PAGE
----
When Infinity Blade was released for iOS, iPhone and iPad gamers all over the world became very, very excited. Here was a game with incredible graphics, marvelous gameplay, and an exciting (albeit threadbare) story. And, as can always be expected when a genre-defining hit is born, the clones slowly began to surface. It took some time, as Infinity Blade was quite unlike any other game that had come before. While games that required you to swing your character’s sword in a specific direction at a specific angle had existed on the Nintendo Wii already, they were nowhere near as engaging as this. And, unlike those that had come before, Infinity Blade was a graphical marvel that you could carry around in your pocket.
Thankfully, Infinity Blade was a massive success, because some of my favorite iOS games exist simply by virtue of Infinity Blade’s inspirational combat. I’ve included a list of the games I’ve played in this swipe-fighter genre, as well as my thoughts on each, below:
Infinity Blade ($2.99) – The granddaddy of them all, Infinity Blade vaulted Epic Games and Chair Entertainment into the forefront of the iOS community. I was already quite impressed with some of Chair’s other work, specifically Shadow Complex for the Xbox Live Arcade. Infinity Blade’s portability, interesting take on death and rebirth, and emphasis on collecting and mastering all of the weapons and items in the game really appealed to the RPG gamer in me. The combat was one of skill, however, which meant that the more I played, the better I got, so that I could take out The God King (the game’s villain) using the weakest of all weapons, if I was willing to put in the work. I did, by the way, and earned an achievement for it in Game Center. Infinity Blade may not be the best game on this list, but it’s certainly the most important. And, if you haven’t played it, then you should definitely pick it up before you do play the best game on this list.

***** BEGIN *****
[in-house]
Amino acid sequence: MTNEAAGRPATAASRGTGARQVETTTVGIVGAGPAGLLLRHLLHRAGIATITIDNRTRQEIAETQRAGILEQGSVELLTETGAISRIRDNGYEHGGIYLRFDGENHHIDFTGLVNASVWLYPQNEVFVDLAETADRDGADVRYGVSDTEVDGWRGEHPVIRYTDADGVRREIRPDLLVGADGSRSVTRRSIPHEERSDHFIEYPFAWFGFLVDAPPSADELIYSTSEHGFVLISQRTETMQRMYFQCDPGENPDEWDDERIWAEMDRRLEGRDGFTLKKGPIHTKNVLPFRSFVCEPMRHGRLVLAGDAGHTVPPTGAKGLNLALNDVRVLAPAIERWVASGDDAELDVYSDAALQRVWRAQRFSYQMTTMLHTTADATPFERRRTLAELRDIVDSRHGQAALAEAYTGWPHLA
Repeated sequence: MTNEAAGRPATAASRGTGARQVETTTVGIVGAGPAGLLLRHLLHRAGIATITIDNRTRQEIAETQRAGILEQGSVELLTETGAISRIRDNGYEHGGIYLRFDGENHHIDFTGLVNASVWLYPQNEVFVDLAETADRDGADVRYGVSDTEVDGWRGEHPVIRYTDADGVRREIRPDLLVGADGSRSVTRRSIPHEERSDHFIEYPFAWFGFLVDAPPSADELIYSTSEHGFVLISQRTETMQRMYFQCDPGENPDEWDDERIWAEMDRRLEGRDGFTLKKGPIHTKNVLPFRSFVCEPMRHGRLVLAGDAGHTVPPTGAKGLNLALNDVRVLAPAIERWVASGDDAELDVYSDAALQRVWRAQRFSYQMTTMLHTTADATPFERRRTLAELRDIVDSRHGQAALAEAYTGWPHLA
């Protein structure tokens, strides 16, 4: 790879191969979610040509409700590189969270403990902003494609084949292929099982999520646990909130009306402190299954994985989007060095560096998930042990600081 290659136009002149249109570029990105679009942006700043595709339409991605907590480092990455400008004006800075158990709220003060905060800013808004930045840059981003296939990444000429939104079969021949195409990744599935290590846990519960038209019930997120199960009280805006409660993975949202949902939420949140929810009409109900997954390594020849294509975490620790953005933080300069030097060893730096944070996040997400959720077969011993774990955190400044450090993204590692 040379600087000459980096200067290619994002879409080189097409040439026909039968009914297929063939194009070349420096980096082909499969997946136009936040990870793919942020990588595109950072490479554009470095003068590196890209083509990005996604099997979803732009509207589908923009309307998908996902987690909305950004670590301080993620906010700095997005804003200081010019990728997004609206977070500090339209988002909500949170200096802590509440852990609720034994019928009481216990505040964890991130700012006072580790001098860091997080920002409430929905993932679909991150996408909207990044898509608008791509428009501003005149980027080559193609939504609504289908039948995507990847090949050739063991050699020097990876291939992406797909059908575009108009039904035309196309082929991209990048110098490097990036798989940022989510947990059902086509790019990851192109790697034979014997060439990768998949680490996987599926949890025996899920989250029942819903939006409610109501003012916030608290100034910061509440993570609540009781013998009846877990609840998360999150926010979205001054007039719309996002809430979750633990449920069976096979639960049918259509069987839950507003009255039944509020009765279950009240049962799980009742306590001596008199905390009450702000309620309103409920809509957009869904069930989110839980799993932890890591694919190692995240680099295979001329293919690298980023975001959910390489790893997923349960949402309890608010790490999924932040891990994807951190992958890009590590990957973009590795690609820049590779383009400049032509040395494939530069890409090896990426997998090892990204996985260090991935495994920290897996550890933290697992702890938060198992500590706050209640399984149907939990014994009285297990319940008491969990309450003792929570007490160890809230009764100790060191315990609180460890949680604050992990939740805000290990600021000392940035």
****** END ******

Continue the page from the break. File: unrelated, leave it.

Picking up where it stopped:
Infinity Blade II ($6.99) – This is the best game on this list. The story in the original was, like the best undergarments, barely there. The creators of the series did their best to rectify that situation this time around. They even released a novella (Infinity Blade: Awakening) to bridge the gap between the two stories and pre-introduce you to characters that would make an appearance in the sequel. In fact, the end of the novella and the beginning of the game overlap. I recommend the book simply because it makes the rules of the game world much clearer than the game does itself. Plus, it’s a fun read. As for the game, it takes the initial formula and builds on top of it, giving players the opportunity to use two-handed weapons or wield a weapon in each hand. Your weapon choice also determines your fighting style, changing the way battles play out rather immensely. Plus, instead of traveling on an endless loop through the same castle, players can choose varying paths to arrive at different destinations, each of which must be completed to truly move forward. I won’t spoil any of the story, but let’s just say that it reveals a lot about the character of the original game and really is a compelling tale.